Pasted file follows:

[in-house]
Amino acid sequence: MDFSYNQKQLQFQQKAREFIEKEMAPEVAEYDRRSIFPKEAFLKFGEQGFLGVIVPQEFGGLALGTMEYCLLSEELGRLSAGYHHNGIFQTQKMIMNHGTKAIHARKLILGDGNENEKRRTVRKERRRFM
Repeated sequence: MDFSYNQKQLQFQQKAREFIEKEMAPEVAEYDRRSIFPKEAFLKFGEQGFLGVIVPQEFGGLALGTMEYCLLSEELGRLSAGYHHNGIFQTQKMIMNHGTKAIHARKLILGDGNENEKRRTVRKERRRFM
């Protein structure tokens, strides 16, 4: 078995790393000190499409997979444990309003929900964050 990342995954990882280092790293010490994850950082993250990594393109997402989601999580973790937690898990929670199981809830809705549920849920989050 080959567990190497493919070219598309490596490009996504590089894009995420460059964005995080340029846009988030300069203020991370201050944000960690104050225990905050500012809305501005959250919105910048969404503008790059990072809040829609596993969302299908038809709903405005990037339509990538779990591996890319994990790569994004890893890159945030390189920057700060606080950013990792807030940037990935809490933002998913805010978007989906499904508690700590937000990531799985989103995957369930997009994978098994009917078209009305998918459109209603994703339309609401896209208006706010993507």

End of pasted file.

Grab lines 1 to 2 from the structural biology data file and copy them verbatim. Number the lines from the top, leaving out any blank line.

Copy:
[in-house]
Amino acid sequence: MDFSYNQKQLQFQQKAREFIEKEMAPEVAEYDRRSIFPKEAFLKFGEQGFLGVIVPQEFGGLALGTMEYCLLSEELGRLSAGYHHNGIFQTQKMIMNHGTKAIHARKLILGDGNENEKRRTVRKERRRFM